Monday, November 30, 2009

The Nature Of Biblical Prophecy Fulfillment

Prophecy fulfillment is an apologetic issue that often comes up during the Christmas season. Critics of Christianity often focus on the typological nature of much of the purported prophecy fulfillment in the New Testament and neglect the non-typological prophecies. Much will be made of a passage like Matthew 2:15, sometimes with the suggestion that the gospel is being dishonest about Hosea 11:1, since that passage isn't about the Messiah leaving Egypt. But such typological use of the Old Testament was common in ancient Israel, and no deception was involved. It's not as though Matthew's audience had never read Hosea 11 and depended on Matthew for their knowledge of the passage. Such typological prophecy fulfillment does carry less evidential weight than non-typological fulfillment, but objecting to the presence of less weighty evidence doesn't explain the more weighty evidence. Critics have to do more than just complain about passages like Matthew 2:15.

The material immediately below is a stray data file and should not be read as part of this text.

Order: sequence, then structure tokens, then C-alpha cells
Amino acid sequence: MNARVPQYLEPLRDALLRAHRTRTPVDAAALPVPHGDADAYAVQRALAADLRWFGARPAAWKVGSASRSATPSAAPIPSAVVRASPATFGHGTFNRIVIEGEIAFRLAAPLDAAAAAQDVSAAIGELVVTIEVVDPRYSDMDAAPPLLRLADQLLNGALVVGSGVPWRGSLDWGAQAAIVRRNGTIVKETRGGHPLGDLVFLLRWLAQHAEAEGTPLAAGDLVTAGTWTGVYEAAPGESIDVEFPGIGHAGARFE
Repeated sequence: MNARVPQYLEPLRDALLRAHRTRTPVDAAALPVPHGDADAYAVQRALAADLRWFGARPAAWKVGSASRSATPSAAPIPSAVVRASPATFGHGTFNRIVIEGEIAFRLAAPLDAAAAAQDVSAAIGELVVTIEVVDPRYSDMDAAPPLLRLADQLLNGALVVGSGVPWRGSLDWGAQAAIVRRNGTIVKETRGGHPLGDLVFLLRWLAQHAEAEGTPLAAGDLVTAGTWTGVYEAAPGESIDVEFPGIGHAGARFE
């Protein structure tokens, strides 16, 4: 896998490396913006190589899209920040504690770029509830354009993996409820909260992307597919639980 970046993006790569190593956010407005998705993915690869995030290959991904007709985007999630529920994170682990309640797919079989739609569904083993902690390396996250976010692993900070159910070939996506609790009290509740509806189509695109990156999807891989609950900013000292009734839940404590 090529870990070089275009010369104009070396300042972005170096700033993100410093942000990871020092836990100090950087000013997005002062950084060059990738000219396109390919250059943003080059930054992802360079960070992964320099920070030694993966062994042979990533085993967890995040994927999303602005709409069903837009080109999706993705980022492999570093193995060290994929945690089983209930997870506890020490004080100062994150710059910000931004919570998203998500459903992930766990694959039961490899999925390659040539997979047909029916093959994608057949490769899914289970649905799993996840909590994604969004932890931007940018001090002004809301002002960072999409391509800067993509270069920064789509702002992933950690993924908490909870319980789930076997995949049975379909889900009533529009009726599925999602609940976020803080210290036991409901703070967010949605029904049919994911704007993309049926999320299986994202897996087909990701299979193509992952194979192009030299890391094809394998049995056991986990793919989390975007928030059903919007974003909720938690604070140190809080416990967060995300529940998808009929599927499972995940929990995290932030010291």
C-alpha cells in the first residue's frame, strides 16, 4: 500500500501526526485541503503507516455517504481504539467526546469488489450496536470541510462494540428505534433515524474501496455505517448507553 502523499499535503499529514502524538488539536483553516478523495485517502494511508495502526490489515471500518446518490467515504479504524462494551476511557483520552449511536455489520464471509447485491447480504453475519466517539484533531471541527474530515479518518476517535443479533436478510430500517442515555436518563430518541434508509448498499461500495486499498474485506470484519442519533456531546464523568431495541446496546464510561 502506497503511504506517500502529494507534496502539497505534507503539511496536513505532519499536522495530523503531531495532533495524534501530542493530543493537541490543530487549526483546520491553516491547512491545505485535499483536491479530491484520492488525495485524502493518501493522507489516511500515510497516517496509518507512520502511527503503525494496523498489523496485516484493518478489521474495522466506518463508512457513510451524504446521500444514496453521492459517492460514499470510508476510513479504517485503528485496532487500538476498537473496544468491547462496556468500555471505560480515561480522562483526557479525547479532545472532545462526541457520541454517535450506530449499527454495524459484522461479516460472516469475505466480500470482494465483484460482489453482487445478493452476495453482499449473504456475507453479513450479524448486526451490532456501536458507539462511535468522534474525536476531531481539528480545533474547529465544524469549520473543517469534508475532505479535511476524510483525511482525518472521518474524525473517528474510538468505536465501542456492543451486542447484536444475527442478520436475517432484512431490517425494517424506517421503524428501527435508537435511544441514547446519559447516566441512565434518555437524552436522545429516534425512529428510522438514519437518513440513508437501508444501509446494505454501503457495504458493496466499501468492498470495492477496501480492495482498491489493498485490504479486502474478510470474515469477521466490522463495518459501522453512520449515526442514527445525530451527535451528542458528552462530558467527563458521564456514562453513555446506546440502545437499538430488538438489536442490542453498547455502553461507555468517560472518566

Some of the prophecies Jesus allegedly fulfilled not only are non-typological, but also were widely accepted as Messianic prophecies among ancient non-Christian Jews. John Dominic Crossan gives an example:

"The Davidic Messiah as a warrior king is not, therefore, just one option among many messianic understandings and expectations. It is rather the basic one." (in James Beilby and Paul Eddy, edd., The Historical Jesus: Five Views [Downers Grove, Illinois: InterVarsity Press, 2009], p. 119)

On Jesus' Davidic ancestry, see here and here.

Regarding some other Christmas-related prophecies, see here and here. On prophecy fulfillment in general, see my summarizing post here and our archive of prophecy posts here.

1 comment:

  1. In the second audio file of noted Messianic Jew Arnold Fruchtenbaum, he points out that the New Testament cites the OT in a common jewish way. He names them

    1. literal prophecy with a litral fulfillment,
    2. typological/typology,
    3. application,
    4. summary/summation.

    He points out that they correspond to the Jewish method of interpretation with the acronym Pardes/PARDES/PaRDeS